The "wide range" of pieces on display includes a ceramic spittoon from the mid-19th century and plates hand-painted by such artists as Grandma Moses and N. C. Wyeth. Additionally, the company's award-winning Imperial Geddo ware and a ceramic land mine from World War II as well as examples of china sets including those used by American embassies around the world and airlines, steamships and American railroads such as Santa Fe, Union Pacific, Great Northern and New York Central.
Highly sought after collectible patterns sell regularly on collectible sites, eBay and at estate sales.
- Henry Case (1871) director and first general manager of Onondaga Pottery Co.
- Lyman W. Clark (1871–1875) superintendent of Onondaga Pottery Co. manufacturing
- George W. Oliver (1873–1889) general manager of Onondaga Pottery Co. business affairs
- Richard Henry Pass (1875–1880) superintendent of Onondaga Pottery Co.
- R. Nelson Gere (1871-) president of Onondaga Pottery Co.
- Mills Pharis (-1892) president of Onondaga Pottery Co.
- E. B. Judson (1892-) president of Onondaga Pottery Co.
- James Pass (1910–1913) president of Onondaga Pottery Co.
- Bert Eugene Salisbury (1913-) president of Onondaga Pottery Co.
- Richard Pass (1942–1958) president of Onondaga Pottery Co.
- Foster T. Rhodes (1958–1967) president of Onondaga Pottery Co.
- William Root Salisbury (1961–1971) president of Syracuse China Corp.
- Robert J. Theis (1971–1978) chairman and president of Syracuse China Corp.
- Chester D. Amond (1978–1991) president of Syracuse China Corp.
- William Simpson (1992–1992) president of Syracuse China Corp.
- Charles S. Goodman (1992-) president of Syracuse China Corp.
The back stamps are useful as guides to the age of the china:
- 1885–1890: O.P.Co. with a broken line beneath with the word CHINA
- 1890–1895: O.P.Co. with a solid line beneath with the word CHINA
- 1895–1897: Syracuse China O.P.Co. surrounding a hemisphere
- 1897–1926: O.P.CO. Syracuse China
- 1920–1946: O.P.CO. Syracuse China with date codes
- 1927–1960: Old Ivory
- 1932–1972: Adobe ware
- 1933–1967: Econo Rim
- 1959–1974: Syracuse China of Canada
- 1968–2009: Syracuse China Made in America (or USA) - numerous versions
Before a piece of china could be made, a staff of designers, modelers and pattern artists createed models and studies for the shape of the new piece. From initial design to completion, a new shape sometimes required as much as a year of preparation. Only after a shape was approved was the final mold created.
Mayer and Shenango shapes included Stylus, Staffordshire, Carlton, Parliament, Fanfare and Cord-edge.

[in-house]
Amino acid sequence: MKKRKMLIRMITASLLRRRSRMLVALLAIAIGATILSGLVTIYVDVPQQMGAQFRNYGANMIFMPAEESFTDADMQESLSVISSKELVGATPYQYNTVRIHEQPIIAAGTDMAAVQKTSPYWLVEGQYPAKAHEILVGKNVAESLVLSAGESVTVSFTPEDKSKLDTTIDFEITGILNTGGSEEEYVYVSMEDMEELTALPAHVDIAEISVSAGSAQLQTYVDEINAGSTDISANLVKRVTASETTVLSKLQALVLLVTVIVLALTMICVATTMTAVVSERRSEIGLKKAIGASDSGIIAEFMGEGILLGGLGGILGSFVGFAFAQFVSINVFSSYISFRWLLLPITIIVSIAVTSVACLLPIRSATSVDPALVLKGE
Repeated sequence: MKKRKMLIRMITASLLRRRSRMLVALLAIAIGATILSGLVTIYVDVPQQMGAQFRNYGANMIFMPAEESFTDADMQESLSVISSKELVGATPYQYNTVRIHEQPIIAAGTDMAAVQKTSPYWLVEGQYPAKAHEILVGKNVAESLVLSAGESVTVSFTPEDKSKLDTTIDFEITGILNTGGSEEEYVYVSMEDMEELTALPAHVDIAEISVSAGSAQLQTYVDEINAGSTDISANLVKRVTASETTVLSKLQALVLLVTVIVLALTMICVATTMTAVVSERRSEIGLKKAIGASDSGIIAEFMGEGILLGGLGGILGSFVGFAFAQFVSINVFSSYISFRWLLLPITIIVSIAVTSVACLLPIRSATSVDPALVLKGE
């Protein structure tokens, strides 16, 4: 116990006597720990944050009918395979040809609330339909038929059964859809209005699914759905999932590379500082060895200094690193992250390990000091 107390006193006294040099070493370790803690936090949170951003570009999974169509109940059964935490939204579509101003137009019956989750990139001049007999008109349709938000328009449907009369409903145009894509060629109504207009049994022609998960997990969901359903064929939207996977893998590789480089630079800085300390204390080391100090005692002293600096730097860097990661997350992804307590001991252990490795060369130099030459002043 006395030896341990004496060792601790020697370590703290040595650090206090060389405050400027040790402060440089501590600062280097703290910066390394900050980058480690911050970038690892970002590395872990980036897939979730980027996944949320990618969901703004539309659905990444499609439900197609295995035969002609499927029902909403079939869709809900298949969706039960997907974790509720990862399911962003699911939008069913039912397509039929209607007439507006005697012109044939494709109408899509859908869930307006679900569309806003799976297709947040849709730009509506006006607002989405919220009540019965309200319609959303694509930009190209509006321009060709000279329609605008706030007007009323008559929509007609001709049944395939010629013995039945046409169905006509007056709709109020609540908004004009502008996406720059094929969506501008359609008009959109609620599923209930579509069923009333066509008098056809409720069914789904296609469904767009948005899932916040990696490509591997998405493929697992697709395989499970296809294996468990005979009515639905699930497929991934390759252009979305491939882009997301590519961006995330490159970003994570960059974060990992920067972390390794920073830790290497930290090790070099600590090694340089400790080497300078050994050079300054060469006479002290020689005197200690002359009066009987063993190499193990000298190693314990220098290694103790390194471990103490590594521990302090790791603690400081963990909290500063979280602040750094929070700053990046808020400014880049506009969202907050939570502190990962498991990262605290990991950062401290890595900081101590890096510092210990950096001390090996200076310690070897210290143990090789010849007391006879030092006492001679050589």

Additional shapes included Oneida, Mayflower, Morwel, Syrene, A la Carte, Savoy, Turina, Marmora, Puritan, Rolled Edge, American, Olympus and Doric.
Other names found on Syracuse China include Canterbury, Old Ivory, Nature Study, Old Cathay, Palomino, Key Biscayne, Golden Maize, Harmony and Superior China.
The "Turner-Over Club"
Syracuse China sponsored the Turner-Over Club (later the Turn-Over Club) as a promotion for decades. The company gave out membership cards, with the idea that wherever members traveled, they would "turn over" their dinnerware to see if it was Syracuse China; witnesses to this curious behavior would then be treated to the story of the club and thus introduced to the brand name.
- Syracuse China Corp. History of Syracuse China. Syracuse, NY. 1970.
- Reed, Cleota and Skoczen, Stan. Syracuse China. Syracuse University Press, 1997. Retrieved 2010-08-20.
- "Syracuse and Onondaga China Information and History". Collectives, 2010. Retrieved 2010-08-20.
- "The History of Syracuse China". Syracuse Then and Now, 2010. Retrieved 2010-08-15.
- "Historic Ceramics". Lake Country Archaeology, 2010. Retrieved 2010-08-20.
- "History of the Town of Geddes". D. Mason & Co., Syracuse, New York - 1878. Retrieved 2010-08-30.
- "Making Pottery". Syracuse Sunday Herald (Syracuse, New York). October 27, 1895.
- "Onondaga Pottery Co. Completes Addition". Syracuse Journal (Syracuse, New York). September 19, 1917.
- "Onondaga Pottery Co. to Start Work on $300,000 New Home". Syracuse Daily Journal (Syracuse, New York). July 16, 1921.
- Moriarty, Rick. "Syracuse China plant clatters to a close today". Syracuse Online LLC, 2006. Retrieved 2009-04-06.
- "Salisbury Estate Worth $652,192". Syracuse Herald-Journal (Syracuse, New York). April 29, 1948.
- Huddleston Jr., Tom. "Onondaga Historical Association unveils Syracuse China exhibit for two fundraisers". Syracuse Online LLC, March 22, 2010. Retrieved 2019-08-20.
- "Syracuse China Ready for Challenges Ahead". The Post-Standard (Syracuse, New York). February 16, 1976.
- "Shenango China, China Replacements". Robbins Nest China Replacement, 2010. Retrieved 2010-08-20.
- "Syracuse China Outlet Store". The Post-Standard (Syracuse, New York). January 30, 1986.
- "SRC Board of Trustees". SRC Inc., 2010. Retrieved 2010-08-20.
- "Guide to Date Codes and Backstamps for Syracuse China". Antiques, Collectibles and Auction News, 2010. Retrieved 2010-08-15.
- "Antiques and Collectibles Porcelain, Pottery, China and Dinnerware - Marks". My Grannies Attic and Collectibles, 2010. Retrieved 2010-08-20.
- "The Turner-Over Club: A talisman of home". Syracuse Post-Standard, December 11, 2008. Retrieved 2009-05-26.